Saturday, April 4, 2009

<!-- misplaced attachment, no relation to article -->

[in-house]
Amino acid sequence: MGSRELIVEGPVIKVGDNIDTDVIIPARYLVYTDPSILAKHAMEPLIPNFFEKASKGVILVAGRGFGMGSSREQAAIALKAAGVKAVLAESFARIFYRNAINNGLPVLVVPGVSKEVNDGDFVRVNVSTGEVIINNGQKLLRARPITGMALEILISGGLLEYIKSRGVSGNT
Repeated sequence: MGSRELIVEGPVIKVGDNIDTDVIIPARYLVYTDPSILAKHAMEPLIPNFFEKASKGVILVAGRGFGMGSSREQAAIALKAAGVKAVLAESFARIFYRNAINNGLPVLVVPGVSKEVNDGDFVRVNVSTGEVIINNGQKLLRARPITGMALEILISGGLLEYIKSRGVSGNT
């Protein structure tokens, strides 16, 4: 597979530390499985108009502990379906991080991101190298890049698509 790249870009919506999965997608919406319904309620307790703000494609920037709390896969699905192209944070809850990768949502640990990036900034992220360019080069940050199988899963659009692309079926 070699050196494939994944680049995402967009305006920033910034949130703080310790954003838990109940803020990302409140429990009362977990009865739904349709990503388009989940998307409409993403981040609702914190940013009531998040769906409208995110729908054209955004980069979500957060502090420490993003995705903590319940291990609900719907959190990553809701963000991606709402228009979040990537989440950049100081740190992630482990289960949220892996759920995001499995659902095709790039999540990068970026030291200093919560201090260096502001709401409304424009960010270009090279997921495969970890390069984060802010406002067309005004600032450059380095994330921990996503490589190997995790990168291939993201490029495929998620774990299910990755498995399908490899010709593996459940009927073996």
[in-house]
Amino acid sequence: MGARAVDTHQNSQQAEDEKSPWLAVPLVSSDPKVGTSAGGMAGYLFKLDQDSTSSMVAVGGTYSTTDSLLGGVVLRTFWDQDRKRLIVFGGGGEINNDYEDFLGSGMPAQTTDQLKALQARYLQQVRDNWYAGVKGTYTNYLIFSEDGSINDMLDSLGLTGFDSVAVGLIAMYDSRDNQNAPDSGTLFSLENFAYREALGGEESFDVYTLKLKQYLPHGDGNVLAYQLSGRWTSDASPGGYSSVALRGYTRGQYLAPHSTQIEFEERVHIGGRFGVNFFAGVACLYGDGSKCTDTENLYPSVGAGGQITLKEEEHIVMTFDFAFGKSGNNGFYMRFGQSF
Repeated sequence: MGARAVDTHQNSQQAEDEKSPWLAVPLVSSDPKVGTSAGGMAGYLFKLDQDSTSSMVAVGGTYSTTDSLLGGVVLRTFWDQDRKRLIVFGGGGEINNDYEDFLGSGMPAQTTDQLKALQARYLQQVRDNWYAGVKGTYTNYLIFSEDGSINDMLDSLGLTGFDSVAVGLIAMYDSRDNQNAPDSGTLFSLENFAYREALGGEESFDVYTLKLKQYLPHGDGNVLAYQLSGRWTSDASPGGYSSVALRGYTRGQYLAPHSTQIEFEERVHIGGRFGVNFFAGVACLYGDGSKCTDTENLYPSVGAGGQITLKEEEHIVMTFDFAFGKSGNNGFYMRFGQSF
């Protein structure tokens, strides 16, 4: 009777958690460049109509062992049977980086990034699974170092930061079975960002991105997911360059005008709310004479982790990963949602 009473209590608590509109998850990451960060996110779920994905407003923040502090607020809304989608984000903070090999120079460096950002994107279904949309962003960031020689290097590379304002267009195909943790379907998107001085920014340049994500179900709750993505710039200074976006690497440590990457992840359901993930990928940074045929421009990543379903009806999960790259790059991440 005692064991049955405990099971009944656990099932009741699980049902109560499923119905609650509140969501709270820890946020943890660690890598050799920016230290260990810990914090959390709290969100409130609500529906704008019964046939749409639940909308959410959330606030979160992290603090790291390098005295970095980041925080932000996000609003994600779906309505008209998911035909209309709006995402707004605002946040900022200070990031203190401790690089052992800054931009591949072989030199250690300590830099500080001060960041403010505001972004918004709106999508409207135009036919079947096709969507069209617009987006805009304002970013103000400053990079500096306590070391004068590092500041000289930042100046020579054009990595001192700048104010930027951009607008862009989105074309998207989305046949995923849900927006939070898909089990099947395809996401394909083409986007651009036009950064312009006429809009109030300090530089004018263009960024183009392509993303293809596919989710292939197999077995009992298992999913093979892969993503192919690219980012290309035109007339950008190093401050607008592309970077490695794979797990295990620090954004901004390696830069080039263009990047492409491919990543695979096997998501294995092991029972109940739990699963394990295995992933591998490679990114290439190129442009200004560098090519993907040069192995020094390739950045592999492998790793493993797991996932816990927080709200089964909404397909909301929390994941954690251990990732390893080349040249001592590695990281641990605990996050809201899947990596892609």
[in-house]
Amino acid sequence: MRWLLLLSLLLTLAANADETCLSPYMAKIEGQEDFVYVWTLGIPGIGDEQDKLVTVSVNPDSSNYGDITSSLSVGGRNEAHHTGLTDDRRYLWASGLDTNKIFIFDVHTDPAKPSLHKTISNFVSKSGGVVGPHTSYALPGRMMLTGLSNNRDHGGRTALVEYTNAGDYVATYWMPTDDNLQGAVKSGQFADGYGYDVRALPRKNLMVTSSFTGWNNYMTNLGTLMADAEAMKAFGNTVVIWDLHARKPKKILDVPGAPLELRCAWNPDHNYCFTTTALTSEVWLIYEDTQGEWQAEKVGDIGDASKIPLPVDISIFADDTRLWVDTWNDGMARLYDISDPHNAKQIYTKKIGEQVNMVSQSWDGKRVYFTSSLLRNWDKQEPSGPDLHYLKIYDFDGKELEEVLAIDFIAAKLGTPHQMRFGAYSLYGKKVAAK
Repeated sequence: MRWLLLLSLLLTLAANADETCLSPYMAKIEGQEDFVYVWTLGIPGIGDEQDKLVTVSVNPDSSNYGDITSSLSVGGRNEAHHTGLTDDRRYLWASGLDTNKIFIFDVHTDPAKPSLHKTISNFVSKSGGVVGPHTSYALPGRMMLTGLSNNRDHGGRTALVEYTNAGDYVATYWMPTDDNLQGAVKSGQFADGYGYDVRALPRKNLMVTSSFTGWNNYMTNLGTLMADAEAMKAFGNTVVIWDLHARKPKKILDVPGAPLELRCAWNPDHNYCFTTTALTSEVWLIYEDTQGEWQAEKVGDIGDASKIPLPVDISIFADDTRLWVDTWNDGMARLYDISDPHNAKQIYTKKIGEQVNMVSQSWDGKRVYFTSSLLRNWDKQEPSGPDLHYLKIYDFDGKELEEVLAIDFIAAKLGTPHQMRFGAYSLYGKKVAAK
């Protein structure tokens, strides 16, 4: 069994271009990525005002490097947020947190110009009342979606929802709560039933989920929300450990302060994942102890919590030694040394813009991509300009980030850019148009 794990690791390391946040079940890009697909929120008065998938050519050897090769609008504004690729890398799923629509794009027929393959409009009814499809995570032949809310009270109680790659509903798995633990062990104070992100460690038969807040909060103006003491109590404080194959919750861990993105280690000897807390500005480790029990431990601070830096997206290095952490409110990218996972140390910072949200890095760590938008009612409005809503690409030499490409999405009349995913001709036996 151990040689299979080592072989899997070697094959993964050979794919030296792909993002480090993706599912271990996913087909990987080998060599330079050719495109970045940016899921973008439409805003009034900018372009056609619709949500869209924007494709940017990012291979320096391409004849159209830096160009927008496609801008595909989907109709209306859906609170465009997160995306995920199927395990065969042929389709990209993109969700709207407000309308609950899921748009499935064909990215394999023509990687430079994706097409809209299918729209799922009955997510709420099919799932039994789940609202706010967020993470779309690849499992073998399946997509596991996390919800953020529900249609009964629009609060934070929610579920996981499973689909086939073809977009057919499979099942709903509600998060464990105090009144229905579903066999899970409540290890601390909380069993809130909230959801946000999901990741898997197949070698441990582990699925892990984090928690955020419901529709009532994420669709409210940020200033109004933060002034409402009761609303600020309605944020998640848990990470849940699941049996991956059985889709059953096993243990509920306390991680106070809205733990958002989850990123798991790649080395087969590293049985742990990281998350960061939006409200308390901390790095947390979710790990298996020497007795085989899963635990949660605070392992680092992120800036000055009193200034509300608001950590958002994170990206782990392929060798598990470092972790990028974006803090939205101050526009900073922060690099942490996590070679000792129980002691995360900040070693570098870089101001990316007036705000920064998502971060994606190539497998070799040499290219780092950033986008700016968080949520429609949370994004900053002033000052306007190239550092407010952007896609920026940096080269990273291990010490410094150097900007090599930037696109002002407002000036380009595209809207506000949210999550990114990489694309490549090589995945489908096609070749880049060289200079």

Recovery from total knee replacement is hard, boring work. I’m finding solace in books. Here are three that have kept my mind off my aching leg. Bicycles by Nikki Giovanni is a book of poetry but you needn’t be a poetry lover to find yourself in a world of humor and insight. The poetic snapshots she creates in Bicycles look at love in all its permutations. Irreverent and saucy, mystical and poignant, this is Giovanni at her best. I picked up Lark and Termite after hearing MPR’s Kerry Miller discuss the book with author Jayne Anne Phillips. I'm glad I did. This is a multi-voiced, clearly written novel about people you’ll care about. Their lives surround Termite, a severely handicapped child and his older sister Lark, whose love for the boy asks us to take a hard look at how we perceive mental handicaps. Little Bee, a Novel by Chris Cleave, is a fictional tale based on the all-too-horrid realities of refugees from violent cultures. Little Bee, a very young girl and a refugee of the oil wars in Nigeria, escapes to England and is aided by a middle-aged British woman who, two years earlier, sacrificed a part of herself in order that Bee might live. My banal summary doesn’t begin to touch on what grabbed me by the throat in this book; that is, an opportunity to recall the idealism of my younger days and to try to recover the sense that what I do for someone in need, no matter how small my contribution, can matter. These books make me wish I were still teaching. I love the power of good literature that turns my attention to worlds larger than own, and I still miss sharing that possibility with my students.

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